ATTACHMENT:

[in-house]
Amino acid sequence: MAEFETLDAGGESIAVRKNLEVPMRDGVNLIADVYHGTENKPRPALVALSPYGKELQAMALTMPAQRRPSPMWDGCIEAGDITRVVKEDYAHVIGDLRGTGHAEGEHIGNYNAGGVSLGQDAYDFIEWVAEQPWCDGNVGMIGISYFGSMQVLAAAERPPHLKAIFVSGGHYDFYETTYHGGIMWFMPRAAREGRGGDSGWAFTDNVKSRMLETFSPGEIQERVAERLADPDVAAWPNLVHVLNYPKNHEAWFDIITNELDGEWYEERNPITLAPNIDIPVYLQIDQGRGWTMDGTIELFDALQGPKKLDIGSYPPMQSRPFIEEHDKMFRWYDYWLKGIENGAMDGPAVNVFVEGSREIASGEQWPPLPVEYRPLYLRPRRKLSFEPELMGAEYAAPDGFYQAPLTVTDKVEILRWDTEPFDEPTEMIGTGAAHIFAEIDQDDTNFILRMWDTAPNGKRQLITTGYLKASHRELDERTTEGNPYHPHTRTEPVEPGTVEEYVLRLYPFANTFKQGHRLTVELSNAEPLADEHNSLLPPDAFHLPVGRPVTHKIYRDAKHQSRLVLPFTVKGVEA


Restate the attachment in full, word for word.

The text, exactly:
[in-house]
Amino acid sequence: MAEFETLDAGGESIAVRKNLEVPMRDGVNLIADVYHGTENKPRPALVALSPYGKELQAMALTMPAQRRPSPMWDGCIEAGDITRVVKEDYAHVIGDLRGTGHAEGEHIGNYNAGGVSLGQDAYDFIEWVAEQPWCDGNVGMIGISYFGSMQVLAAAERPPHLKAIFVSGGHYDFYETTYHGGIMWFMPRAAREGRGGDSGWAFTDNVKSRMLETFSPGEIQERVAERLADPDVAAWPNLVHVLNYPKNHEAWFDIITNELDGEWYEERNPITLAPNIDIPVYLQIDQGRGWTMDGTIELFDALQGPKKLDIGSYPPMQSRPFIEEHDKMFRWYDYWLKGIENGAMDGPAVNVFVEGSREIASGEQWPPLPVEYRPLYLRPRRKLSFEPELMGAEYAAPDGFYQAPLTVTDKVEILRWDTEPFDEPTEMIGTGAAHIFAEIDQDDTNFILRMWDTAPNGKRQLITTGYLKASHRELDERTTEGNPYHPHTRTEPVEPGTVEEYVLRLYPFANTFKQGHRLTVELSNAEPLADEHNSLLPPDAFHLPVGRPVTHKIYRDAKHQSRLVLPFTVKGVEA